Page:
Causes and Solutions for Ruptured Breast Implants
Breast implants have become a popular choice for individuals seeking to increase the size of their breasts. However, like any medical procedure, they come with their own set of risks and potential complications. Are my Breast Implants Ruptured? is one such concern that patients have.
In this blog, Sydney Specialist Plastic Surgeon Dr Bish Soliman will discuss the various aspects of breast implant ruptures, aiming to provide valuable insights and practical advice for those who might be facing this issue.
What Causes Breast Implant Ruptures?
Breast implant ruptures can occur due to a variety of reasons, ranging from external forces to the natural ageing of the implant material. Here are some causes of implant rupture:
- Physical Impact: Trauma to the chest area, such as during a car accident, sports injury, or even a fall, can cause the implant to rupture. The impact can create a tear or hole in the implant shell.
- Surgical Errors: Improper surgical techniques during the implantation or subsequent surgeries can weaken the implant shell, making it more susceptible to rupturing.
- Implant Ageing: Over time, the materials used in breast implants can degrade. This natural ageing process can lead to a weakening of the implant shell, increasing the likelihood of a rupture.
- Capsular Contracture: This is a condition where the scar tissue that naturally forms around the implant tightens and squeezes the implant. This excessive pressure can sometimes lead to a rupture.
- Overfilling or Underfilling of Saline Implants: In the case of saline implants, not filling them to the recommended volume can cause folding and weakening of the implant shell, while overfilling can put excessive pressure on it.
- Compression during a Mammogram: While rare, excessive compression during a mammogram can cause an implant to rupture, especially if the implant is already weakened due to other factors.
Symptoms of Breast Implant Rupture
Breast implant ruptures can present a range of symptoms, and in some cases, they may not be immediately noticeable.
- Change in Breast Shape or Size: One of the most noticeable symptoms of a rupture is a change in the shape or size of the breast. This can be a gradual or sudden change, depending on the type of implant and the nature of the rupture.
- Pain and Tenderness: While some ruptures are painless, others can cause discomfort, pain, or tenderness in the breast area. This pain might be constant or intermittent.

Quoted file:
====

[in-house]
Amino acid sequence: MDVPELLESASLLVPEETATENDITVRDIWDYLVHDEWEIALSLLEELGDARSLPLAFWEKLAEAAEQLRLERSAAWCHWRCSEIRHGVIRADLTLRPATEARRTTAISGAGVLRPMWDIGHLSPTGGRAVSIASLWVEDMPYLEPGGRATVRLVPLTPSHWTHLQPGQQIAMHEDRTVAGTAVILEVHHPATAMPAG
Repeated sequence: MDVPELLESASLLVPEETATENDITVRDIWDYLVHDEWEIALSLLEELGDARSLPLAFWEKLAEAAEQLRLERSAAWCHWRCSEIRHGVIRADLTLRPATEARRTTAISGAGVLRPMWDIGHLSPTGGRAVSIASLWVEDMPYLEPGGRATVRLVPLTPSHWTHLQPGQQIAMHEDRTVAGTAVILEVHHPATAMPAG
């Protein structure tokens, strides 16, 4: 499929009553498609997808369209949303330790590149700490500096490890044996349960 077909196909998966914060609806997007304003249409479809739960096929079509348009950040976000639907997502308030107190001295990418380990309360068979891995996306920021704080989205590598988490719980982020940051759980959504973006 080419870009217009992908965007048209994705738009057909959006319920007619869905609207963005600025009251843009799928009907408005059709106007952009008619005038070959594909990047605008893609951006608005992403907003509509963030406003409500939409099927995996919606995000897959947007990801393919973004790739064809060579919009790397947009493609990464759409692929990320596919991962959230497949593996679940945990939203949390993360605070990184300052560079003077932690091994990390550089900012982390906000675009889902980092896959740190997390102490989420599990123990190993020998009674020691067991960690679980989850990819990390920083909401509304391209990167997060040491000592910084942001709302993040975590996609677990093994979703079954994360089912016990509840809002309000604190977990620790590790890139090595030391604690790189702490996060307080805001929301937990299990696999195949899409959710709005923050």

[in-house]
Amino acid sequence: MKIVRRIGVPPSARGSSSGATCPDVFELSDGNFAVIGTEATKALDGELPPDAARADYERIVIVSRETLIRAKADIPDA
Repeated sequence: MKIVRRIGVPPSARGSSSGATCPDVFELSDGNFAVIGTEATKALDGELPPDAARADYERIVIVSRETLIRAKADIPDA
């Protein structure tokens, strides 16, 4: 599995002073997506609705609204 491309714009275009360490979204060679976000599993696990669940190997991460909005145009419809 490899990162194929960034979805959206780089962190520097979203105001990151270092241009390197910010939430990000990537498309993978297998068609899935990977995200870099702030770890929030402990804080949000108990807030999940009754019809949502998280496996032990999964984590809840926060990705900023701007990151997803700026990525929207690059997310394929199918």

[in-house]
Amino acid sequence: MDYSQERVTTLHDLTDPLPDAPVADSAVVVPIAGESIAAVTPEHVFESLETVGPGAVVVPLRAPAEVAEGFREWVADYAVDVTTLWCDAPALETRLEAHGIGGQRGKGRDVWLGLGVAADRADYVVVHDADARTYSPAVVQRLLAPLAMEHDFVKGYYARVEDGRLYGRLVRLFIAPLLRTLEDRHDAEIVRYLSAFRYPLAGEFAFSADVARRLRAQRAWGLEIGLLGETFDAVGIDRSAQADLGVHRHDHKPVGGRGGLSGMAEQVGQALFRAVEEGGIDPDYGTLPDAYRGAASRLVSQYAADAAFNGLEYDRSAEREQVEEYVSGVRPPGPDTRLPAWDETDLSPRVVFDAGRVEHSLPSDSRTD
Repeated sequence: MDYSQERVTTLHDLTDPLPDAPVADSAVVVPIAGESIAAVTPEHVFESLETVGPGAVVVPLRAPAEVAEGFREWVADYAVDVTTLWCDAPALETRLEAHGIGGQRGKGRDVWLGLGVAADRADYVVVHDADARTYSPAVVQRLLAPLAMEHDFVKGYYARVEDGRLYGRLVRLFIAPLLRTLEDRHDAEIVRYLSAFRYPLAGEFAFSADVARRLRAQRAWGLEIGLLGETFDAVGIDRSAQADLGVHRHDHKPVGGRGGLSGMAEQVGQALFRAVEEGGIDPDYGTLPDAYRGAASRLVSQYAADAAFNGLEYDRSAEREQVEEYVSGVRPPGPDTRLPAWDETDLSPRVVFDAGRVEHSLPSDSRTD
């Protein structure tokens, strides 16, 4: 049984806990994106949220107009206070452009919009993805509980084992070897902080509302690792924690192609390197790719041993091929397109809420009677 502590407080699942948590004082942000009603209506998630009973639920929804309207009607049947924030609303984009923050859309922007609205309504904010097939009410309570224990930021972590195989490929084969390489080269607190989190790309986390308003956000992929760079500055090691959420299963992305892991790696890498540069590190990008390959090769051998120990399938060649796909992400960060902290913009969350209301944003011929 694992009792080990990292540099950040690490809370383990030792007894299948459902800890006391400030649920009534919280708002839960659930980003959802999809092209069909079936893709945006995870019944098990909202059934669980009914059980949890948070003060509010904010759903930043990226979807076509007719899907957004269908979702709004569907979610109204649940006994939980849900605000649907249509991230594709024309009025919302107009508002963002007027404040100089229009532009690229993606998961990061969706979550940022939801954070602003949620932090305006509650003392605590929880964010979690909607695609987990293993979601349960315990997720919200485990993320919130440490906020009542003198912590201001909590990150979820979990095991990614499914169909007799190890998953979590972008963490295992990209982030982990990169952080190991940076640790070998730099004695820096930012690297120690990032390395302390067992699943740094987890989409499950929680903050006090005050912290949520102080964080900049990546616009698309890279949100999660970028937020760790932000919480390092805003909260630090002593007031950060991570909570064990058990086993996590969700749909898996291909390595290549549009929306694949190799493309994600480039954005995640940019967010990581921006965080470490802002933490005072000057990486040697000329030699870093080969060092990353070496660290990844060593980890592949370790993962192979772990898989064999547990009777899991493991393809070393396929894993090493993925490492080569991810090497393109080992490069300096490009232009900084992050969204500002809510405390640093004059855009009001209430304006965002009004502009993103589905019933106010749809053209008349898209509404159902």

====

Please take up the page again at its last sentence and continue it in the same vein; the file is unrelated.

- Swelling or Hardening: Swelling can occur as the body reacts to the rupture. In some cases, the breast might also feel firmer than usual due to the formation of scar tissue.
- Lumps or Irregularities: You might feel lumps around the implant or in the armpit area. These can be caused by silicone from a ruptured implant spreading into surrounding tissues.
- Capsular Contracture: A rupture can exacerbate capsular contracture, leading to a tight, hard breast with possible pain and distortion.
- Asymmetry: If only one implant is affected, it can lead to noticeable asymmetry between the two breasts.
- Deflation (for Saline Implants): Saline implant ruptures are often easier to detect as the saline solution leaks out quickly, leading to rapid deflation of the implant.
- Silent Rupture (for Silicone Implants): Silicone implant ruptures can be ‘silent’, meaning they present no symptoms. This is why regular monitoring through imaging tests is recommended.
- Skin Changes: Changes in the skin over the breast, such as redness or dimpling, can also indicate a rupture.
- Sensation Changes: Some women report changes in nipple sensation, either increased sensitivity or numbness.
It’s important to mention that these symptoms can also be caused by other conditions, so a professional evaluation is always necessary to confirm a rupture.
What to Do If You Suspect a Rupture?
If you suspect that your breast implant has ruptured, it’s important to take a series of steps to confirm the issue and seek appropriate treatment.
- Don’t Panic: First and foremost, try to stay calm. Breast implant ruptures, while concerning, are not usually life-threatening. However, they do require prompt attention.
- Self-Examination: Regularly examine your breasts for any of the symptoms mentioned above. If you notice any changes, don’t delay in seeking professional advice.
- Consult Your Surgeon or Healthcare Provider: Make an appointment with your plastic surgeon or healthcare provider. They can assess your symptoms and advise you on the next steps.
- Prepare for Your Appointment: Before your appointment, make a note of any symptoms, when they started, and any other changes you’ve noticed. Also, remember to bring any relevant medical records, such as details of your original breast augmentation surgery.